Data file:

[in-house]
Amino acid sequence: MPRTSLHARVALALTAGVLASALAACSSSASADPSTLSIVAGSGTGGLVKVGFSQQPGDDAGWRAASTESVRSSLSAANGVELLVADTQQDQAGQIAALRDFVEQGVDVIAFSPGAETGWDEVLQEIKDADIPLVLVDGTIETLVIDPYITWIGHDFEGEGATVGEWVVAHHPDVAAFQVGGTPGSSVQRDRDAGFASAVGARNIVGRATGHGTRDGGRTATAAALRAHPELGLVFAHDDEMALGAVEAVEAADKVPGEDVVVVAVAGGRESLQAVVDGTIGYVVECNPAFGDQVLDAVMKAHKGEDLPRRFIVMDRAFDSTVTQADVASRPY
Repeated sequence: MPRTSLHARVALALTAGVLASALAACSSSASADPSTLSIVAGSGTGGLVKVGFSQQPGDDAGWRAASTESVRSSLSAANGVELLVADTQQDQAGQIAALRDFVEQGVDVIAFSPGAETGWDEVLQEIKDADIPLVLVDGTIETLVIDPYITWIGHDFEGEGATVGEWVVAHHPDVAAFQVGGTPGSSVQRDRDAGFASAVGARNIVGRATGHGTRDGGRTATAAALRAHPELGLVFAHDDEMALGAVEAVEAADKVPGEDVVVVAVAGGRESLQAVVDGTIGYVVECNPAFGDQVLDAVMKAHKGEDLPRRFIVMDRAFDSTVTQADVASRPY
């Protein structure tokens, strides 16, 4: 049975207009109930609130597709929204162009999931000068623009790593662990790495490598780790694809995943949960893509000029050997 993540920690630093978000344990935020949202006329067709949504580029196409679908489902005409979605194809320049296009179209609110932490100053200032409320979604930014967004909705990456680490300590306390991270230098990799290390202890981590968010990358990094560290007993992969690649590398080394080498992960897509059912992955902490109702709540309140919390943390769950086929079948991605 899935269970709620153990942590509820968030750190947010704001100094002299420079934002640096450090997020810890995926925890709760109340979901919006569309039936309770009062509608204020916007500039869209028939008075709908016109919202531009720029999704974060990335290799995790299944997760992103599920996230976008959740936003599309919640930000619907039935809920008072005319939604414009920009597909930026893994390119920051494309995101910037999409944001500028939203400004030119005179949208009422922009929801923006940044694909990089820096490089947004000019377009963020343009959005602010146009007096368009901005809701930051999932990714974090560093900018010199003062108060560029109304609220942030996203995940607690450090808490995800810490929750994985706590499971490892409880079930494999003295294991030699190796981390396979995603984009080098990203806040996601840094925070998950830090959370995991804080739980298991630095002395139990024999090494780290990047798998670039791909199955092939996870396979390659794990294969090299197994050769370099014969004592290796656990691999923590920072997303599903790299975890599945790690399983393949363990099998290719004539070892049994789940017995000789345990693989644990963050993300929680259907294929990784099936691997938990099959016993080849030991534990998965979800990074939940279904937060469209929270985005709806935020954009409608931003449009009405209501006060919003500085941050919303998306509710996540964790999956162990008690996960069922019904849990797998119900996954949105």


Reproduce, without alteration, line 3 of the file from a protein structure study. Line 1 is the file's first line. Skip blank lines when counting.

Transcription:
Repeated sequence: MPRTSLHARVALALTAGVLASALAACSSSASADPSTLSIVAGSGTGGLVKVGFSQQPGDDAGWRAASTESVRSSLSAANGVELLVADTQQDQAGQIAALRDFVEQGVDVIAFSPGAETGWDEVLQEIKDADIPLVLVDGTIETLVIDPYITWIGHDFEGEGATVGEWVVAHHPDVAAFQVGGTPGSSVQRDRDAGFASAVGARNIVGRATGHGTRDGGRTATAAALRAHPELGLVFAHDDEMALGAVEAVEAADKVPGEDVVVVAVAGGRESLQAVVDGTIGYVVECNPAFGDQVLDAVMKAHKGEDLPRRFIVMDRAFDSTVTQADVASRPY